We are currently in the highly infectious Omicron wave of the COVID-19 pandemic. However, contact tracing (in our school community) is slow, with it taking weeks for vague and unclear exposure notifications to come out. Due to this lackluster communication, many of our classmates have been infected with the coronavirus and left uncertain about the proper actions to take. The place in the school where most people have got COVID in the school is most likely the cafeteria, so our project fills in that gap in the DOE's system. We aimed to create a universally accessible system for automated, rapid, and concise exposure notifications that could take effect before more people got infected.

What it does

Users log in on any web-connected device, such as their phones or laptops, to register seats in a common area, like a cafeteria. Our databases securely record the times and locations people visit the space, so that we can easily contact trace in the event of someone testing positive. Should that happen, our systems algorithmically determine close contacts and promptly email the users with an exposure notification and a link to the latest CDC guidance. This way, we can greatly constrain the window of time people may spread the virus without knowing it.

How we built it

We used MongoDB via the Mongoose JavaScript library to store user data such as when and where they visited the location. From there, the data is served and received via an Express.js API. For our frontend, we used the Svelte framework to design a platform-agnostic web interface, allowing users to access it whenever and wherever they may need it. To programatically and dynamically deliver email notifications, we relied on Gmail's OAuth2 API accessed via the nodemailer library.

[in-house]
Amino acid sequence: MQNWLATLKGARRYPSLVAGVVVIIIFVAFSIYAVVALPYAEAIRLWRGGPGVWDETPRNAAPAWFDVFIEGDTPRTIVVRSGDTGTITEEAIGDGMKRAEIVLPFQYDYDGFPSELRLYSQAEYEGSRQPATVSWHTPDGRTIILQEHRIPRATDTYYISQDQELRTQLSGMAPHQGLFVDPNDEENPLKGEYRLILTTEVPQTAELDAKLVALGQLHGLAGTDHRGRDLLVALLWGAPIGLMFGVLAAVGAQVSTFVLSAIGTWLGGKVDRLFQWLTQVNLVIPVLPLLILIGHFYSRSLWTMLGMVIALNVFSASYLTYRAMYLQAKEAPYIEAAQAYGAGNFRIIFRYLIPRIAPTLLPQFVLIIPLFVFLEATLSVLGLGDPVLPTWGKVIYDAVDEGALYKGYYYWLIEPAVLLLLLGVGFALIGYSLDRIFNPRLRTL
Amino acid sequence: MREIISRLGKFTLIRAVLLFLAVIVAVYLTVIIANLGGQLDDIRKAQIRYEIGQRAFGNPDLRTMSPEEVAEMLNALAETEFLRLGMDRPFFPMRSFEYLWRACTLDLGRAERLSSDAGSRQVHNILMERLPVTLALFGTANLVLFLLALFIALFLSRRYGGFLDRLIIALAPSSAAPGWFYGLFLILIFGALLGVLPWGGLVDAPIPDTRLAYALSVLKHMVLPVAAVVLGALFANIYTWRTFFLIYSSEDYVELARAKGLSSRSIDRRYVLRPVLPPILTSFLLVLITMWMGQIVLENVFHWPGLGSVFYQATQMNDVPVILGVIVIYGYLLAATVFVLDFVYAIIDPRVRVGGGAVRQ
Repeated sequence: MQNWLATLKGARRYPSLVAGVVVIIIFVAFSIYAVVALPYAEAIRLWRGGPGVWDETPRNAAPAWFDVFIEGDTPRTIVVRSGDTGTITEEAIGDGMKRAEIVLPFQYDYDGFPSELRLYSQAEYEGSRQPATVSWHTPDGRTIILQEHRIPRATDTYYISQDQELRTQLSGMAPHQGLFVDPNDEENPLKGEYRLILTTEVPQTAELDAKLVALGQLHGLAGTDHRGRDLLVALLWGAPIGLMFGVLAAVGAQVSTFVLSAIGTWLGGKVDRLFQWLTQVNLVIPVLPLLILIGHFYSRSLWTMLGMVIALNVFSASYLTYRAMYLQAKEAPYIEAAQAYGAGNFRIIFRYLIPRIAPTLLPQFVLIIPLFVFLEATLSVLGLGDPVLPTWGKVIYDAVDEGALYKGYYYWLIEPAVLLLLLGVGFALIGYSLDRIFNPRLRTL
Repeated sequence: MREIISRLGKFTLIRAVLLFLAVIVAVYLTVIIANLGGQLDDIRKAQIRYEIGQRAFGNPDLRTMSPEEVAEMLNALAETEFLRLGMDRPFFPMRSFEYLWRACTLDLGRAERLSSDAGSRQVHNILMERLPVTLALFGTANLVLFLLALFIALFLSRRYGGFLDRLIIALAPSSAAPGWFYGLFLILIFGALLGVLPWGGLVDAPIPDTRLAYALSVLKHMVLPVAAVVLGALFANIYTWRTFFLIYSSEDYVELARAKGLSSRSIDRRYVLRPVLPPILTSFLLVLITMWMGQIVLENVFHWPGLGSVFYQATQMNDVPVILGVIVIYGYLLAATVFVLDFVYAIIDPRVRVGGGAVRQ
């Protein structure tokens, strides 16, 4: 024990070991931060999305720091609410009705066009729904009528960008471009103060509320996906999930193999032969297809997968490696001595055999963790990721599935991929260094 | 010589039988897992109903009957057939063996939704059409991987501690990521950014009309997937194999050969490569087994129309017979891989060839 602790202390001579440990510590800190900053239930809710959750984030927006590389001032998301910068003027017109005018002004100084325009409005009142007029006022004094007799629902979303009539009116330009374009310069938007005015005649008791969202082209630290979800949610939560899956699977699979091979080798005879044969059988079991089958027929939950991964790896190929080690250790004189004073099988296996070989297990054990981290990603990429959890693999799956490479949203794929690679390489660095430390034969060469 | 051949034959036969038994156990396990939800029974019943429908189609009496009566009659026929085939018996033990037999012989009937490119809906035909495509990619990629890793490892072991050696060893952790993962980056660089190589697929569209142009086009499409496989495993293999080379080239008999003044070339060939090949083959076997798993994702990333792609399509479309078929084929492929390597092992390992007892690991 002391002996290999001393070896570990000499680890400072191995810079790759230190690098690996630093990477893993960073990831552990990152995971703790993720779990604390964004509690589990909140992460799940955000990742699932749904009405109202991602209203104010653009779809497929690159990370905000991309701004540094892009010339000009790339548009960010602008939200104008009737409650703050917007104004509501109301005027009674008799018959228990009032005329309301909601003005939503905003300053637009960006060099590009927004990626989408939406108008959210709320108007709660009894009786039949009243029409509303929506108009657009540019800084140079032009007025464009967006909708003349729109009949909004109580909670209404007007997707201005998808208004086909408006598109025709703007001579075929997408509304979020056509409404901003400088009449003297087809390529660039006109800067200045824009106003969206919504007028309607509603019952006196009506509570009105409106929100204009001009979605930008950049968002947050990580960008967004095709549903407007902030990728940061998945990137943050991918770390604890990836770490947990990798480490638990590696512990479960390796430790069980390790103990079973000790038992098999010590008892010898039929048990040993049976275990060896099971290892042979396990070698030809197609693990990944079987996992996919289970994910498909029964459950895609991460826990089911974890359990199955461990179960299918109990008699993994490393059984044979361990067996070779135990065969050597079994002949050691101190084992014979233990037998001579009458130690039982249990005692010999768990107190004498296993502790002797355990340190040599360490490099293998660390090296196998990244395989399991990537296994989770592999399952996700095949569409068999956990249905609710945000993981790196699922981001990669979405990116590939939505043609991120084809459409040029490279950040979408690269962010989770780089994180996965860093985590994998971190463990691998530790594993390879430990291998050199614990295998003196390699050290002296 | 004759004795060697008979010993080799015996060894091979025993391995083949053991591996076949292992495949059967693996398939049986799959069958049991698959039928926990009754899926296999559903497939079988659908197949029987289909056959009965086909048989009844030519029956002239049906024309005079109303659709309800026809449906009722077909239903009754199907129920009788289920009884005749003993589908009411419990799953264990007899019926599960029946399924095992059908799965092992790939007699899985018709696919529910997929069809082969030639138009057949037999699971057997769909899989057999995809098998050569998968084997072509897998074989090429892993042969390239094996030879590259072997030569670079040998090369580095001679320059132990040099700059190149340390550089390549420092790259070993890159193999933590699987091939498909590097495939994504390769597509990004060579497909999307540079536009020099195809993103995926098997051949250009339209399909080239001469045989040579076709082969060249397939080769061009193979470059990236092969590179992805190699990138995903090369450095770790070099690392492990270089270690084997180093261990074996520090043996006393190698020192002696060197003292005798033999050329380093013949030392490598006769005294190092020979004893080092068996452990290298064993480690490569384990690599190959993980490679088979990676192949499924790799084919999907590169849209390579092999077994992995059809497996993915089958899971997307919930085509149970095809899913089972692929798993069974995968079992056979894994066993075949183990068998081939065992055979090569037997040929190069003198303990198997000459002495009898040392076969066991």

For collaborative programming, we used Visual Studio's Live Share feature. Our deployments used Vercel, which interfaces with our GitHub repository. To coordinate our efforts, we used a combination of Discord and the GitHub Projects feature. Testing our API was done with the help of Insomnia, which generates cURL command line inputs for our requests.

Challenges we ran into

Svelte was unfamiliar to half of our team, so there was an initial learning curve when designing the frontend. The Live Share feature would sometimes desync with the server, leading us to mangle our code without realizing it. Initially, our email system did not use Gmail, and it would get flagged as spam by regular email providers.

Accomplishments that we're proud of

To dynamically render our location map, we made use of the Canvas browser API. Our close contact detection algorithms proved especially efficient despite having to sort through a substantial amount of data points.

What we learned

  • the use of Svelte
  • how to send emails via the Gmail API
  • how to use the Canvas API in the browser to dynamically render images

What's next for Kinesis

Obtaining permission from our school administration or another public space venue to deploy our contact tracing system to an actual userbase. Securing funding and resources for continued maintenance and hosting of the service.

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